All to the good. Cape Verdeans have a rich history in Massachusetts, particularly in New Bedford.

But so do many other ethnic groups. Should we subsidize them, too?

People have the right to preserve and protect their culture, but when it’s in the United States and with our tax dollars, that’s another question. The answer is:  probably not.

Generally, our government should not promote certain groups of citizens over others.


3.  Italian Cultural Center of Western Massachusetts

We Americans are also paying to promote Italian culture now too.

The organization in question wants to preserve Italian culture, traditions, heritage, and the Italian language. It sponsors “social, culinary and educational events to foster appreciation and respect in the community for the rich contributions that Italians have made locally and throughout the world.”

Here is the list of activities the organization puts on:

  • Italian Movie Nights
  • Italian Cultural Lecture Series
  • Delicious Italian Dinner Events
  • Italian Cooking Classes
  • Adult Italian Language Classes
  • Bus Trips
  • Raffles
  • Game Nights
  • A Celebration of our Italian Heritage with a Flag-Raising Ceremony
  • And much more

So this group received $50,000 in taxpayer dollars thanks to Amendment 682 filed by state Representative Carlos Gonzalez (D-Springfield).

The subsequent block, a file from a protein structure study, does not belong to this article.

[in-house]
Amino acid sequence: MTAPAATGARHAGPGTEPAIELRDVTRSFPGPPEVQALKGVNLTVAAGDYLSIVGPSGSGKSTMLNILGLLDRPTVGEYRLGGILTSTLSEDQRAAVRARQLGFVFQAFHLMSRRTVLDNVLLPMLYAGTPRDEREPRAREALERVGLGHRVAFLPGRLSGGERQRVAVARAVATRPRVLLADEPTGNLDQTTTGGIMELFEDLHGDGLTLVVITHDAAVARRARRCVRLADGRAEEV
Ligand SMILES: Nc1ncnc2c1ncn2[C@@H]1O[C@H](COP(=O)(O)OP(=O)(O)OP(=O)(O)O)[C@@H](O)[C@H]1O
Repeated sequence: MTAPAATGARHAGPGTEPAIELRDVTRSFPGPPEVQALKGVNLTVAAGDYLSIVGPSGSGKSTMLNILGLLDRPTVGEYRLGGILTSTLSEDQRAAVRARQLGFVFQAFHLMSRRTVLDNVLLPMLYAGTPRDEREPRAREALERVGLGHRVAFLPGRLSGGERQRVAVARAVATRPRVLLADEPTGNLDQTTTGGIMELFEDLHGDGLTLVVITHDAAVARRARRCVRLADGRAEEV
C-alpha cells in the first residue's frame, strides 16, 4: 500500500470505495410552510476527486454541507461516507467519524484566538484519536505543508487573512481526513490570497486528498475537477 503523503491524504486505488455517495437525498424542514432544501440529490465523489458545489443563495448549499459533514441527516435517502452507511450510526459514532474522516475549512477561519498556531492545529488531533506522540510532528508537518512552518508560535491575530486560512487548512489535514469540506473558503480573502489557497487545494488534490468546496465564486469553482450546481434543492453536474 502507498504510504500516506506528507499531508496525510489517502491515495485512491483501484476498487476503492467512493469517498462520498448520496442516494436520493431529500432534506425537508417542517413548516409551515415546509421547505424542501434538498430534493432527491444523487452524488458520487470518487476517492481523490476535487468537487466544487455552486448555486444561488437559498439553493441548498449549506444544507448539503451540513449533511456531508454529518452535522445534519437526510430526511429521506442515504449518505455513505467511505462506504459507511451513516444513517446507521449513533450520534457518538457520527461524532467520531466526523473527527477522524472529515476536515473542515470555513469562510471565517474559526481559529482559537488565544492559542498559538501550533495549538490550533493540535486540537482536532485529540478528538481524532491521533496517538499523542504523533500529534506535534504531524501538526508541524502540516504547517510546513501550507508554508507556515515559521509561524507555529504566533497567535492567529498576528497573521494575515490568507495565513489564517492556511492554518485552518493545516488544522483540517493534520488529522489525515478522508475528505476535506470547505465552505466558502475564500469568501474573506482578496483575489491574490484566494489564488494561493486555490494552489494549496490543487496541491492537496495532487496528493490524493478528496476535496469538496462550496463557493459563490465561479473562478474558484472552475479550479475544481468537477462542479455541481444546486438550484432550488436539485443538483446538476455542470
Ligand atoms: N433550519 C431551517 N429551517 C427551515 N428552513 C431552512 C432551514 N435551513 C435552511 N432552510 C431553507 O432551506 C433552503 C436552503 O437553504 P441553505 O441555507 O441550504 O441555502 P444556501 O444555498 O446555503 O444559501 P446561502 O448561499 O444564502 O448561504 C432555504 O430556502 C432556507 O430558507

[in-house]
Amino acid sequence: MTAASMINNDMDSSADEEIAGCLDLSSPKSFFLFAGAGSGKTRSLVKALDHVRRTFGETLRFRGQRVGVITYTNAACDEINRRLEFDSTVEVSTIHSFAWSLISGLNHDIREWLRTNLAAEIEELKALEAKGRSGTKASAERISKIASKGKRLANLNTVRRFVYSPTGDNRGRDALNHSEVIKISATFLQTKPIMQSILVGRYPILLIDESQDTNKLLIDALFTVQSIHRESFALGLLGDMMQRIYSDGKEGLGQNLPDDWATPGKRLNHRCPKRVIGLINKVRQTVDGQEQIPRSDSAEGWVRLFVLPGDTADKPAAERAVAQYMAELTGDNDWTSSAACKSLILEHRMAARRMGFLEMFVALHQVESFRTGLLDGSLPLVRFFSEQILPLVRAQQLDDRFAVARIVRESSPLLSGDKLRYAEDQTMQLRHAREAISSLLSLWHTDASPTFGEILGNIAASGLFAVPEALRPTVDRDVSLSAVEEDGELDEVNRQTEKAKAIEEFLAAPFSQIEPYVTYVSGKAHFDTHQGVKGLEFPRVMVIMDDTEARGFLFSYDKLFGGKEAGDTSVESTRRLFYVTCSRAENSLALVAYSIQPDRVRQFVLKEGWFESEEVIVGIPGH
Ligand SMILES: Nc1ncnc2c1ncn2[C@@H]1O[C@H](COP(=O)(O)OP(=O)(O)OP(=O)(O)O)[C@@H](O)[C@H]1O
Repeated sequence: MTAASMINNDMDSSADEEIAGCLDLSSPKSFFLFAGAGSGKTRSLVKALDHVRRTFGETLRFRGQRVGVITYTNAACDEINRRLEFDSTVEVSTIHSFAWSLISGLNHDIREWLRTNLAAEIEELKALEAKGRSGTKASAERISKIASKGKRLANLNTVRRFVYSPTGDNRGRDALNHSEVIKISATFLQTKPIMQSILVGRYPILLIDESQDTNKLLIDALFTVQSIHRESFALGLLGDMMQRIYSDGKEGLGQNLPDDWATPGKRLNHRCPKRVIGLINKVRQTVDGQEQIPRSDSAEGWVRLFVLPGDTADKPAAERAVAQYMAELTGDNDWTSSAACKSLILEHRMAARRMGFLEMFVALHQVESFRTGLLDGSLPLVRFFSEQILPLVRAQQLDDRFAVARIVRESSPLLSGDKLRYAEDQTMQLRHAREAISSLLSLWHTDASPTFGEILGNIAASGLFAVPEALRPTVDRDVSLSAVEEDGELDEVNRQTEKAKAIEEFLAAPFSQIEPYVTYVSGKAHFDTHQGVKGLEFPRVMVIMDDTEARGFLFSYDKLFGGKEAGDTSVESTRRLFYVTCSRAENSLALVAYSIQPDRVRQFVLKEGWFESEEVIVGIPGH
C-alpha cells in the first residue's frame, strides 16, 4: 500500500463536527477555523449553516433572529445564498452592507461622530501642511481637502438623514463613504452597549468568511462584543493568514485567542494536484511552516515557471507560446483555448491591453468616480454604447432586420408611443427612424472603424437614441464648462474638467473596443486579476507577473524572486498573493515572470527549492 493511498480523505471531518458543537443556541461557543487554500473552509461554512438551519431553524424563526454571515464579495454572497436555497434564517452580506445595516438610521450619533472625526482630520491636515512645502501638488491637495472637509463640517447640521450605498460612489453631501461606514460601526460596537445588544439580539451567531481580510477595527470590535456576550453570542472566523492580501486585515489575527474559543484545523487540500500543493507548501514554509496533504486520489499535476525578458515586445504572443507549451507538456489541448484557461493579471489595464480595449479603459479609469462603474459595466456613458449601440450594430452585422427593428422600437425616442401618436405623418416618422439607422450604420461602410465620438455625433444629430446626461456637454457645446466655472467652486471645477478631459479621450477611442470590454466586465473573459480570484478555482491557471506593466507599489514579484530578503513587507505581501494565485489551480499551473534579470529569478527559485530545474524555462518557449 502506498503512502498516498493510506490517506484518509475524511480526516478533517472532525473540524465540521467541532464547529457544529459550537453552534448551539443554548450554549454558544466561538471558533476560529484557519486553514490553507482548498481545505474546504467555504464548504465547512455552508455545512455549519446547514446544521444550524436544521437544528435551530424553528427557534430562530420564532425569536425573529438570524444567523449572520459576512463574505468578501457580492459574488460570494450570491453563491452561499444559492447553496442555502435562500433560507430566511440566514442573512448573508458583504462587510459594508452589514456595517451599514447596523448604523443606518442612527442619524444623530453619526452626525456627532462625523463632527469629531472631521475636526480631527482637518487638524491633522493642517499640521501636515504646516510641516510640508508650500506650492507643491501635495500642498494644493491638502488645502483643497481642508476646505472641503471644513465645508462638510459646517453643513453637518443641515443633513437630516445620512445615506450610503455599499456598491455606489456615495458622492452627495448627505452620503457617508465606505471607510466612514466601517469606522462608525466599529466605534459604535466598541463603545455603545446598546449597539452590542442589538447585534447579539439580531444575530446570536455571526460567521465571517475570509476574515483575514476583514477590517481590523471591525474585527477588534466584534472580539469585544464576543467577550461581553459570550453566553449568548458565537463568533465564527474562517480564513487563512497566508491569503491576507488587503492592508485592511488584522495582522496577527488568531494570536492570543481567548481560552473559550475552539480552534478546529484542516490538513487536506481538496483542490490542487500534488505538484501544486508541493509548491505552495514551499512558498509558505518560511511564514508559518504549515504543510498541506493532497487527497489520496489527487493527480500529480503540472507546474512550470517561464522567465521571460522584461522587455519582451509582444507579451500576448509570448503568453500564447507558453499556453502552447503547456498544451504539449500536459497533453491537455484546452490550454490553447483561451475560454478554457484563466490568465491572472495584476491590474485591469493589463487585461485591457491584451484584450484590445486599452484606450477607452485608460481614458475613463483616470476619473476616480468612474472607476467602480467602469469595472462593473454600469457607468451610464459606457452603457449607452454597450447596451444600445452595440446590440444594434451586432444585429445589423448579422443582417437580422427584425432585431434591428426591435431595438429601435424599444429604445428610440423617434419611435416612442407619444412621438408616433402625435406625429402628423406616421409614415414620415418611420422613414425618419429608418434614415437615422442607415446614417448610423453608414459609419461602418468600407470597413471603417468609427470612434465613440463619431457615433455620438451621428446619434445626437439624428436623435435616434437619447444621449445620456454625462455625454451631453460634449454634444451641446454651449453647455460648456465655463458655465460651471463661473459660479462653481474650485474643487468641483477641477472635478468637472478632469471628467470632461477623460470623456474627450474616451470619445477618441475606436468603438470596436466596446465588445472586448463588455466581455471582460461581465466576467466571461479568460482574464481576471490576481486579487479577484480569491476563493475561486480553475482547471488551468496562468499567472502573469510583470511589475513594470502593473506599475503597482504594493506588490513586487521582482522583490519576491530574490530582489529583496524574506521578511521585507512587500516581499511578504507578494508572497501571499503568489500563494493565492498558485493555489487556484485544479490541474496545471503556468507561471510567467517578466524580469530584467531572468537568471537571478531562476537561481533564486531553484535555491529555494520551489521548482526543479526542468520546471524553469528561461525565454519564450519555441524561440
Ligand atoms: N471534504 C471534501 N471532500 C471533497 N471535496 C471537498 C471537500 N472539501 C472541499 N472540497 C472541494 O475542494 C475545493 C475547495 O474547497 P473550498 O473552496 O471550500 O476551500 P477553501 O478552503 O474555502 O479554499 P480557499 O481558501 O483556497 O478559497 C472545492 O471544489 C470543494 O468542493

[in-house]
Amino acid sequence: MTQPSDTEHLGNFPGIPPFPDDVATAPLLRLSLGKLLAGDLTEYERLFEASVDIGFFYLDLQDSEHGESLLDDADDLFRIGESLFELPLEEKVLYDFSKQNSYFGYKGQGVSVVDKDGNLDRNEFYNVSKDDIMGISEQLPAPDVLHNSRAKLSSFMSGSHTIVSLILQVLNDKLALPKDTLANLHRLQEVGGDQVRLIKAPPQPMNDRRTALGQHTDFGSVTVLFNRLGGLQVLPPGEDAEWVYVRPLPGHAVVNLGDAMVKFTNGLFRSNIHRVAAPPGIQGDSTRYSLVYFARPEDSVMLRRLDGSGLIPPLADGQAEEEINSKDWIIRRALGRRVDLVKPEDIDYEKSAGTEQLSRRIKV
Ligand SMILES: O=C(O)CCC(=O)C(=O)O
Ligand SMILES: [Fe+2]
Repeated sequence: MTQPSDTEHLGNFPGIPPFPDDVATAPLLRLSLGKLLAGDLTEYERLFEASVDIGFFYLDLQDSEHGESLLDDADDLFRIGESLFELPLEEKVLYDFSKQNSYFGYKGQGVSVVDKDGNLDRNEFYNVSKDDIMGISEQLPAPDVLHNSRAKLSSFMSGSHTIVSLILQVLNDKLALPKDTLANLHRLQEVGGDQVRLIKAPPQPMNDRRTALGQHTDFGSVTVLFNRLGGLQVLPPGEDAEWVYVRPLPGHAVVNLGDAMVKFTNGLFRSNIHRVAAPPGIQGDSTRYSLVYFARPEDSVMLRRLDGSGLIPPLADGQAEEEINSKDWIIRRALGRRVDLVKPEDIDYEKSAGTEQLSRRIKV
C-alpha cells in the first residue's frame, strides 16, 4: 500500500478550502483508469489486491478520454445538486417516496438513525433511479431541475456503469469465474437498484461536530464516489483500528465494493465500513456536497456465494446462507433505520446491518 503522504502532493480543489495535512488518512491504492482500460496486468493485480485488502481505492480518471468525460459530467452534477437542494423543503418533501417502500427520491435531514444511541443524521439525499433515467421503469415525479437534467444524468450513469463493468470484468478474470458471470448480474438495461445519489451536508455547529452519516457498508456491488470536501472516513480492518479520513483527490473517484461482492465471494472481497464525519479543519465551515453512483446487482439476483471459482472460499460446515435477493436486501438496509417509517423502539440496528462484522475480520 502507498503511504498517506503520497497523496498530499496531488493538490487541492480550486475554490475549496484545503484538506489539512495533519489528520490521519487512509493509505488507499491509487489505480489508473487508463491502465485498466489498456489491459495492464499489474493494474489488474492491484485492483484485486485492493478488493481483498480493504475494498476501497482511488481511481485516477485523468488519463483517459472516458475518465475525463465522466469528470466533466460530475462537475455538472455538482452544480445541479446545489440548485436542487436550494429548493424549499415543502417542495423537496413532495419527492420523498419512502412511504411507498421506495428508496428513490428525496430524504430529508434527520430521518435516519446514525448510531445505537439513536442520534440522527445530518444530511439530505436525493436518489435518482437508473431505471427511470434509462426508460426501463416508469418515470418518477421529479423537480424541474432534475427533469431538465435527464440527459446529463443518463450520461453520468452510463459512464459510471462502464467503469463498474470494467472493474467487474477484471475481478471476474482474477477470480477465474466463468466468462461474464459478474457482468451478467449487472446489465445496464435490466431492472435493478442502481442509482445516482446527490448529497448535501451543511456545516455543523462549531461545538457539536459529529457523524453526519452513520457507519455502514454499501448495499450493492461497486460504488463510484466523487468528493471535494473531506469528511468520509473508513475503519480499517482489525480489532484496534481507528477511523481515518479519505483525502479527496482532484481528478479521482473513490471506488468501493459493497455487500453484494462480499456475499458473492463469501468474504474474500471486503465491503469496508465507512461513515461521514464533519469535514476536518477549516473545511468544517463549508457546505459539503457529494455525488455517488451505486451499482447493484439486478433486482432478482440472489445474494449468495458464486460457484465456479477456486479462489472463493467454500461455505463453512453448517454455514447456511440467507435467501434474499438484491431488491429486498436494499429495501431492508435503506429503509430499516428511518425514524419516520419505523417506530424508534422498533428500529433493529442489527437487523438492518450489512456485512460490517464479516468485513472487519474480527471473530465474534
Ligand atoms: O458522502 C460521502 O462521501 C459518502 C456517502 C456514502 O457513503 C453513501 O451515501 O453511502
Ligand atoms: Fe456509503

Again, this is an example of the state governor promoting one group over another. At best it’s favoritism. At worst, it could fracture social cohesion.

Italians have a proud tradition and vibrant culture in this country. They can tend to it themselves.


4.  5G Study

Is 5G Internet safe?

Our Massachusetts government will get right on it to try to figure out the answer.

That’s because state Representative Patrick Kearney (D-Scituate) put Amendment 767 into the House budget that “Creates a commission to study the health and wellness impacts of 5G broadband networks.”

We should want to know whether or not 5G is safe, but how many other studies have taken place and will take place before 5G goes up throughout the country? Is this one really going to make any difference whatsoever?


5.  The Company Theatre

State Senator Patrick O’Connor (R-Weymouth) had to make sure we gave the Company Theatre more of our tax dollars. The theater was set to receive $100,000, but thanks to O’Connor’s Amendment 426, it now will receive $250,000 — an increase of $150,000.

The Company Theatre’s Web site says that it, offers “Entertaining with accessible, high-quality theatre at affordable prices. Educating students of diverse cultural and financial backgrounds in all aspects of the performing and visual arts through an apprenticeship program and the Academy of the Company Theatre. And Enriching the cultural scene by giving people of all social and ethnic origins the opportunity to experience and participate in new and established theatrical works.”

So we’re using taxpayer dollars so that adults can put on plays.

If the state is doling out massive sums of money, it’s understandable that O’Connor would want to use some of it to benefit his district. However, plays are a niche interest. Why not help out a food bank, promote a veterans’ organization, or provide funding to crisis pregnancy centers? Heck, even giving the Naismith Memorial Basketball Hall of Fame in Springfield money probably would’ve been a better investment.

If rich liberals from Duxbury and Hingham want to help out the local company theater, let them open up their wallets instead.